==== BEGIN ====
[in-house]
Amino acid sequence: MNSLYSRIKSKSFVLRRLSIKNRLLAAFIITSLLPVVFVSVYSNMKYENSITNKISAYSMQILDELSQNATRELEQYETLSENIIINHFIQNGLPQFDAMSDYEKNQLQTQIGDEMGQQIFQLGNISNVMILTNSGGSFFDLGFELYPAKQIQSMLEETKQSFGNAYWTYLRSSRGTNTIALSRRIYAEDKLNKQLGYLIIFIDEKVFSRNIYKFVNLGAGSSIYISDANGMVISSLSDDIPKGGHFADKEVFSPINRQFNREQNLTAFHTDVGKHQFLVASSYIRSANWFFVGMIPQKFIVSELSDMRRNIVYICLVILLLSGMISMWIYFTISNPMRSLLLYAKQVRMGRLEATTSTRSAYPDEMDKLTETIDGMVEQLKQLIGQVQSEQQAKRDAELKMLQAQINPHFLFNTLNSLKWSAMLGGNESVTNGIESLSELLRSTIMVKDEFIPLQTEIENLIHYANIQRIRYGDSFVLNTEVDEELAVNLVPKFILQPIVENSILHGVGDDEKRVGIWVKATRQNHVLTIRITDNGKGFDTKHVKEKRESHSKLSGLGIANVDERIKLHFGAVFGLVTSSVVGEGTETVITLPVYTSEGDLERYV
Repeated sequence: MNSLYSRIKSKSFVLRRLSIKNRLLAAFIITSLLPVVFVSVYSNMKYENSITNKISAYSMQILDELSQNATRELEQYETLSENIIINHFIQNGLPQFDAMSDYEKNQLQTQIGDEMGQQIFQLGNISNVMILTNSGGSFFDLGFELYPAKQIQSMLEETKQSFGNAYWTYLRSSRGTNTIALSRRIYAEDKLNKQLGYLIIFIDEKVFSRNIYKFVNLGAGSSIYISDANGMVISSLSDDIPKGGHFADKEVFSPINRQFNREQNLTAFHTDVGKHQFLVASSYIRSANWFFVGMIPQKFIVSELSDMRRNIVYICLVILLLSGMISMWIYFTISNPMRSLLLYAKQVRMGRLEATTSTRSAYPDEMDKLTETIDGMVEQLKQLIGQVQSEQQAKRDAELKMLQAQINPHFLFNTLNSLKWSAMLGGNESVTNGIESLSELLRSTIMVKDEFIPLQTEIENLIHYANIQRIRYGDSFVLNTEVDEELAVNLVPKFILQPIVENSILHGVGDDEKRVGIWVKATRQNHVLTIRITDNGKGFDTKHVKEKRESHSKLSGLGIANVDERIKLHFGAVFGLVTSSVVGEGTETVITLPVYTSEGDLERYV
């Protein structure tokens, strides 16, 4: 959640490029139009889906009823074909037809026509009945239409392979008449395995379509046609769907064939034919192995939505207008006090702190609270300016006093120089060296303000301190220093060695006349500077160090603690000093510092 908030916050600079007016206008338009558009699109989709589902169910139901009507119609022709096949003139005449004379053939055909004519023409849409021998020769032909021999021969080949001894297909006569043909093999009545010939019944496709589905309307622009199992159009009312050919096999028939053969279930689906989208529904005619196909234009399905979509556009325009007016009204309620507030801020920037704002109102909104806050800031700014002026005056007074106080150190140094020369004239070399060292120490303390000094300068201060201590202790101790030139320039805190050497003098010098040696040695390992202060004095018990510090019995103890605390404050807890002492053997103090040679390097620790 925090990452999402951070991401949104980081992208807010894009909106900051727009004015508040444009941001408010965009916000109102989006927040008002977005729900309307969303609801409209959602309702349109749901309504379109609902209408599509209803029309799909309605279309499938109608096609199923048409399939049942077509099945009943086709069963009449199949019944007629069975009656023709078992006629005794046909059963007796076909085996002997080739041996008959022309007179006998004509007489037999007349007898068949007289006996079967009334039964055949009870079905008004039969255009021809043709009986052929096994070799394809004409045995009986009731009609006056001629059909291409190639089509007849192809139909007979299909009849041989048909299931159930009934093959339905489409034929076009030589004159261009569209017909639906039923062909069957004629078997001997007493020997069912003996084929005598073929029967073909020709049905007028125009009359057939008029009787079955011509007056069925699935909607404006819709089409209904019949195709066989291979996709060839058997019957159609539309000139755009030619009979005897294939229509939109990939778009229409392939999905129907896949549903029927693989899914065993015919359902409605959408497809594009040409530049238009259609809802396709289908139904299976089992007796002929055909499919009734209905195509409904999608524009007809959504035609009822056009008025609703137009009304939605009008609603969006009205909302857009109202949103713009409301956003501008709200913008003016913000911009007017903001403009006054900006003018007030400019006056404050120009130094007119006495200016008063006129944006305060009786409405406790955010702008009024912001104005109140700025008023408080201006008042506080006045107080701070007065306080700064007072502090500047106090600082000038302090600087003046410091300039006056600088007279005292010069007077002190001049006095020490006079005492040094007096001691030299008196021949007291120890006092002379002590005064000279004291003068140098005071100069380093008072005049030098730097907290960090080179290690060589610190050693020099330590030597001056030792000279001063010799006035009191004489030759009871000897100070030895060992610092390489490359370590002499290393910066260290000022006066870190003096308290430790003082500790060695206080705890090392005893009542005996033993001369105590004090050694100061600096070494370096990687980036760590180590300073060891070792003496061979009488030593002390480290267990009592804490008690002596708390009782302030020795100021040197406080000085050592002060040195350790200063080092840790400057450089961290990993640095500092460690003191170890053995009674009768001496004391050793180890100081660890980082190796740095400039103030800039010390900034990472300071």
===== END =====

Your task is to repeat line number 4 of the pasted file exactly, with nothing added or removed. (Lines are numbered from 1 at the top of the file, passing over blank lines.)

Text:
């Protein structure tokens, strides 16, 4: 959640490029139009889906009823074909037809026509009945239409392979008449395995379509046609769907064939034919192995939505207008006090702190609270300016006093120089060296303000301190220093060695006349500077160090603690000093510092 908030916050600079007016206008338009558009699109989709589902169910139901009507119609022709096949003139005449004379053939055909004519023409849409021998020769032909021999021969080949001894297909006569043909093999009545010939019944496709589905309307622009199992159009009312050919096999028939053969279930689906989208529904005619196909234009399905979509556009325009007016009204309620507030801020920037704002109102909104806050800031700014002026005056007074106080150190140094020369004239070399060292120490303390000094300068201060201590202790101790030139320039805190050497003098010098040696040695390992202060004095018990510090019995103890605390404050807890002492053997103090040679390097620790 925090990452999402951070991401949104980081992208807010894009909106900051727009004015508040444009941001408010965009916000109102989006927040008002977005729900309307969303609801409209959602309702349109749901309504379109609902209408599509209803029309799909309605279309499938109608096609199923048409399939049942077509099945009943086709069963009449199949019944007629069975009656023709078992006629005794046909059963007796076909085996002997080739041996008959022309007179006998004509007489037999007349007898068949007289006996079967009334039964055949009870079905008004039969255009021809043709009986052929096994070799394809004409045995009986009731009609006056001629059909291409190639089509007849192809139909007979299909009849041989048909299931159930009934093959339905489409034929076009030589004159261009569209017909639906039923062909069957004629078997001997007493020997069912003996084929005598073929029967073909020709049905007028125009009359057939008029009787079955011509007056069925699935909607404006819709089409209904019949195709066989291979996709060839058997019957159609539309000139755009030619009979005897294939229509939109990939778009229409392939999905129907896949549903029927693989899914065993015919359902409605959408497809594009040409530049238009259609809802396709289908139904299976089992007796002929055909499919009734209905195509409904999608524009007809959504035609009822056009008025609703137009009304939605009008609603969006009205909302857009109202949103713009409301956003501008709200913008003016913000911009007017903001403009006054900006003018007030400019006056404050120009130094007119006495200016008063006129944006305060009786409405406790955010702008009024912001104005109140700025008023408080201006008042506080006045107080701070007065306080700064007072502090500047106090600082000038302090600087003046410091300039006056600088007279005292010069007077002190001049006095020490006079005492040094007096001691030299008196021949007291120890006092002379002590005064000279004291003068140098005071100069380093008072005049030098730097907290960090080179290690060589610190050693020099330590030597001056030792000279001063010799006035009191004489030759009871000897100070030895060992610092390489490359370590002499290393910066260290000022006066870190003096308290430790003082500790060695206080705890090392005893009542005996033993001369105590004090050694100061600096070494370096990687980036760590180590300073060891070792003496061979009488030593002390480290267990009592804490008690002596708390009782302030020795100021040197406080000085050592002060040195350790200063080092840790400057450089961290990993640095500092460690003191170890053995009674009768001496004391050793180890100081660890980082190796740095400039103030800039010390900034990472300071």